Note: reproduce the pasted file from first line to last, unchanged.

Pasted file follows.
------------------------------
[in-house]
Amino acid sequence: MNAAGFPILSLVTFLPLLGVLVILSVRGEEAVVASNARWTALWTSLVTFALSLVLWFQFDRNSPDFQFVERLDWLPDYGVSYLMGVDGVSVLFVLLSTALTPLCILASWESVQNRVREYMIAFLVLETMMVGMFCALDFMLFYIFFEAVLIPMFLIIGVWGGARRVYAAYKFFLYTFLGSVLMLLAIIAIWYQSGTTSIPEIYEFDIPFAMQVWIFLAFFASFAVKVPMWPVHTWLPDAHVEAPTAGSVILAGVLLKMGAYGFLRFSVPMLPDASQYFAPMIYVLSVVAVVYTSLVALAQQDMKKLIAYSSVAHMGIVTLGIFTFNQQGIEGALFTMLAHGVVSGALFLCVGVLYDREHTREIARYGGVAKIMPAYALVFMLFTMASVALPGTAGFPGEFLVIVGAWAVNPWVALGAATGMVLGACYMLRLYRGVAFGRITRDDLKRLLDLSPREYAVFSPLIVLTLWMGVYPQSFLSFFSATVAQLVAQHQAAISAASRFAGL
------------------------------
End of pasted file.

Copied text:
[in-house]
Amino acid sequence: MNAAGFPILSLVTFLPLLGVLVILSVRGEEAVVASNARWTALWTSLVTFALSLVLWFQFDRNSPDFQFVERLDWLPDYGVSYLMGVDGVSVLFVLLSTALTPLCILASWESVQNRVREYMIAFLVLETMMVGMFCALDFMLFYIFFEAVLIPMFLIIGVWGGARRVYAAYKFFLYTFLGSVLMLLAIIAIWYQSGTTSIPEIYEFDIPFAMQVWIFLAFFASFAVKVPMWPVHTWLPDAHVEAPTAGSVILAGVLLKMGAYGFLRFSVPMLPDASQYFAPMIYVLSVVAVVYTSLVALAQQDMKKLIAYSSVAHMGIVTLGIFTFNQQGIEGALFTMLAHGVVSGALFLCVGVLYDREHTREIARYGGVAKIMPAYALVFMLFTMASVALPGTAGFPGEFLVIVGAWAVNPWVALGAATGMVLGACYMLRLYRGVAFGRITRDDLKRLLDLSPREYAVFSPLIVLTLWMGVYPQSFLSFFSATVAQLVAQHQAAISAASRFAGL